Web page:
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Why Loan-To-Value Ratio Matters

When you apply for a mortgage, one of the things that lenders want to know is what portion of the value of the home you wish to finance. In other words, they want to know how much of a down payment you are going to be making in relation to the overall cost of the home. This percentage is known as the loan-to-value ratio (LTV).

Calculating the Loan-to-Value Ratio

To calculate LTV, use the following equation. Simply divide the total amount of the mortgage by the appraised value of the property:

Mortgage ÷ Appraised Value = LTV

Here's an example of how to calculate LTV. If you are buying a property with an appraised value of $200,000 and you apply for a $160,000 mortgage, then:

$160,000 ÷ $200,000 = 0.80 or an LTV of 80%

Loan-to-Value Calculator (LTV calculator)

Try calculating your LTV using this calculator. Input the amount you owe on your loan, the appraised value of your home, then hit the calculate button to see your LTB.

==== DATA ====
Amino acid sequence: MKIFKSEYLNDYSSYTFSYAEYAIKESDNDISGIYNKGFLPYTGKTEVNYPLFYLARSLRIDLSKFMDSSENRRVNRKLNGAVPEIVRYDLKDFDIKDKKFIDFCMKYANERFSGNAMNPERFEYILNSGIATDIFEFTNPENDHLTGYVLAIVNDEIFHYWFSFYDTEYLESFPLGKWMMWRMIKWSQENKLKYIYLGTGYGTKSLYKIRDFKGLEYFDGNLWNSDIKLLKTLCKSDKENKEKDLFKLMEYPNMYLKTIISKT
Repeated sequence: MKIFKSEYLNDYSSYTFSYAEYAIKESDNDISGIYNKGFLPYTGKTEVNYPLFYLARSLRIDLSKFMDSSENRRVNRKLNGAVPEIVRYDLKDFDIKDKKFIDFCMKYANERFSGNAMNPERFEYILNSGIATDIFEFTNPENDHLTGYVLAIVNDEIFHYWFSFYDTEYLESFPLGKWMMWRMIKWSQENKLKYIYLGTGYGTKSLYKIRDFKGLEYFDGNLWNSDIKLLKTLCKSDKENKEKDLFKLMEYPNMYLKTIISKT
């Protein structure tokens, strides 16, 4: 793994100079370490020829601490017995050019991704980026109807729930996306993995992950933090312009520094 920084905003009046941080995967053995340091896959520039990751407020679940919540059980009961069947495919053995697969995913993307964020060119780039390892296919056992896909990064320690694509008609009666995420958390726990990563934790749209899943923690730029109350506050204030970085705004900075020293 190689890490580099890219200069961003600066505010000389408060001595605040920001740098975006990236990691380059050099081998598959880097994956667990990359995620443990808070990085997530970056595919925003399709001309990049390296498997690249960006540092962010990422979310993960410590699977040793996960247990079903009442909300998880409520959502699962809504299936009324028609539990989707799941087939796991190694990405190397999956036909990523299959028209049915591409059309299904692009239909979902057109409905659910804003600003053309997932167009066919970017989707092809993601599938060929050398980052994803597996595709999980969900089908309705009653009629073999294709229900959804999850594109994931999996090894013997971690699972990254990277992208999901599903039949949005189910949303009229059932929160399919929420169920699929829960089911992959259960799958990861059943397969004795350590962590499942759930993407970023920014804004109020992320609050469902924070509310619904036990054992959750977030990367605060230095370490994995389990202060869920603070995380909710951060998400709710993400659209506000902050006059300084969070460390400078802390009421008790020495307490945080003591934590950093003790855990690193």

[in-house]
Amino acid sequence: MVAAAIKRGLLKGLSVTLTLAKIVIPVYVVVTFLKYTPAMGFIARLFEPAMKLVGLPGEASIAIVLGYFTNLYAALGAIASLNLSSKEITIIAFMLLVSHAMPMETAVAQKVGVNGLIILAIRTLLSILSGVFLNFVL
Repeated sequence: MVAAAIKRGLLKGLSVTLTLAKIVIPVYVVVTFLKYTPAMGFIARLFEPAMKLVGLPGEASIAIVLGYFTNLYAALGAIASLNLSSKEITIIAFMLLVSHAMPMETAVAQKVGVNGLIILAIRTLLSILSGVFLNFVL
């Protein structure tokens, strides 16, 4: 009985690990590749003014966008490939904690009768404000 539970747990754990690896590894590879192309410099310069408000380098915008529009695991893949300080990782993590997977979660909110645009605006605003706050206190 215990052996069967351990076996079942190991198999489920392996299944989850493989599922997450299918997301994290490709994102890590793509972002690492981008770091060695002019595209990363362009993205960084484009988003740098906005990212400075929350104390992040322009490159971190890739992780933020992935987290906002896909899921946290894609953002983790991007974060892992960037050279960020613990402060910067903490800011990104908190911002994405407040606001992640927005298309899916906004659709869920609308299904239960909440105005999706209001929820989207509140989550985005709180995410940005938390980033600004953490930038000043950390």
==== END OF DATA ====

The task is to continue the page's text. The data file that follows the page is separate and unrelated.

Balanced Owed on Home Loan: $

Appraised/Estimated Value of Home: $


Why LTV is important

This percentage is important to lenders because the higher your LTV, the lower your home equity. And lenders view borrowers with low equity as having a greater risk of defaulting on their loan.

Many people wonder what a good loan-to-value ratio is. Having less than 80% LTV presents less risk to lenders. As a general rule, lenders require those who take out a mortgage with an LTV greater than 80 percent to pay for private mortgage insurance. This protects them in the event a borrower defaults by ensuring that the outstanding balance of the loan will be paid off.

Lenders may also charge higher mortgage interest rates on high LTV loans than on loans where the down payment is at least 20 percent. And they may require a second appraisal of a property before they will approve the loan.

To avoid these pitfalls, it’s a good idea to keep the LTV in mind when searching for a home. Start by getting pre-approved for a mortgage before you go house hunting. This enables you to calculate how much you can afford to spend.

Refinance Options for LTV over 100%

If a borrower has an LTV over 100%, he or she owes more than the house is worth, and is considered upside-down on the mortgage. This can be a difficult situation to be in. However, there are options to refinance. The first is the HARP Refinance Program, and the second is the FHA Streamline Loan. If you calculated your LTV, and it was more than 100%, and you wish to refinance, take a look at these two options.

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